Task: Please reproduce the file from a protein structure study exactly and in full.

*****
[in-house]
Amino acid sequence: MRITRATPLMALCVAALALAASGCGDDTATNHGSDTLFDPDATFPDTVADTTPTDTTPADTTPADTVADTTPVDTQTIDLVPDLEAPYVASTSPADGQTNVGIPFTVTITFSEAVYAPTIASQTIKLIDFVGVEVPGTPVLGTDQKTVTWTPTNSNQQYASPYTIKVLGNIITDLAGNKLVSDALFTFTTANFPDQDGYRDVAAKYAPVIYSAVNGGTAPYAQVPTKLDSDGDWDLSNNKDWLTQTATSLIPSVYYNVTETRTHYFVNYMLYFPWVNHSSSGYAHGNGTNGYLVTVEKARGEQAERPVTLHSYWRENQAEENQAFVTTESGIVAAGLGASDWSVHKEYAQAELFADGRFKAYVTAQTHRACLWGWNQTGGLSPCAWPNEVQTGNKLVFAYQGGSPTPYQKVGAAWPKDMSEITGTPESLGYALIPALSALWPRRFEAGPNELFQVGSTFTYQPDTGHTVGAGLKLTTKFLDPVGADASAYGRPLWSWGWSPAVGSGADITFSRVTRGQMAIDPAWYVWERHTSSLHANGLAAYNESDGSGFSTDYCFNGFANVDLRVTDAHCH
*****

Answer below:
[in-house]
Amino acid sequence: MRITRATPLMALCVAALALAASGCGDDTATNHGSDTLFDPDATFPDTVADTTPTDTTPADTTPADTVADTTPVDTQTIDLVPDLEAPYVASTSPADGQTNVGIPFTVTITFSEAVYAPTIASQTIKLIDFVGVEVPGTPVLGTDQKTVTWTPTNSNQQYASPYTIKVLGNIITDLAGNKLVSDALFTFTTANFPDQDGYRDVAAKYAPVIYSAVNGGTAPYAQVPTKLDSDGDWDLSNNKDWLTQTATSLIPSVYYNVTETRTHYFVNYMLYFPWVNHSSSGYAHGNGTNGYLVTVEKARGEQAERPVTLHSYWRENQAEENQAFVTTESGIVAAGLGASDWSVHKEYAQAELFADGRFKAYVTAQTHRACLWGWNQTGGLSPCAWPNEVQTGNKLVFAYQGGSPTPYQKVGAAWPKDMSEITGTPESLGYALIPALSALWPRRFEAGPNELFQVGSTFTYQPDTGHTVGAGLKLTTKFLDPVGADASAYGRPLWSWGWSPAVGSGADITFSRVTRGQMAIDPAWYVWERHTSSLHANGLAAYNESDGSGFSTDYCFNGFANVDLRVTDAHCH